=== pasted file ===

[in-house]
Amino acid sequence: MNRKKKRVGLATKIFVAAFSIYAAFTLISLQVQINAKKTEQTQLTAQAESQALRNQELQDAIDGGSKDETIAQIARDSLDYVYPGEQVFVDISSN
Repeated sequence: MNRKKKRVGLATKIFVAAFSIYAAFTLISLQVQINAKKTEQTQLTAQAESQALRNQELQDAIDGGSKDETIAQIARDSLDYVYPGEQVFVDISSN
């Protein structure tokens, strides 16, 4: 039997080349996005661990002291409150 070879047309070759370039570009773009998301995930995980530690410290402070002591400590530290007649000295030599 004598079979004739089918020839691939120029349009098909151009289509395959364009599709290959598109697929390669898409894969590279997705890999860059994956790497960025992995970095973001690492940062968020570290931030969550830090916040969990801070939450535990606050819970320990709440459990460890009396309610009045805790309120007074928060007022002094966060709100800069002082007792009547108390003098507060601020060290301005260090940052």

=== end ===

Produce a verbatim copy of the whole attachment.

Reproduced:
[in-house]
Amino acid sequence: MNRKKKRVGLATKIFVAAFSIYAAFTLISLQVQINAKKTEQTQLTAQAESQALRNQELQDAIDGGSKDETIAQIARDSLDYVYPGEQVFVDISSN
Repeated sequence: MNRKKKRVGLATKIFVAAFSIYAAFTLISLQVQINAKKTEQTQLTAQAESQALRNQELQDAIDGGSKDETIAQIARDSLDYVYPGEQVFVDISSN
């Protein structure tokens, strides 16, 4: 039997080349996005661990002291409150 070879047309070759370039570009773009998301995930995980530690410290402070002591400590530290007649000295030599 004598079979004739089918020839691939120029349009098909151009289509395959364009599709290959598109697929390669898409894969590279997705890999860059994956790497960025992995970095973001690492940062968020570290931030969550830090916040969990801070939450535990606050819970320990709440459990460890009396309610009045805790309120007074928060007022002094966060709100800069002082007792009547108390003098507060601020060290301005260090940052």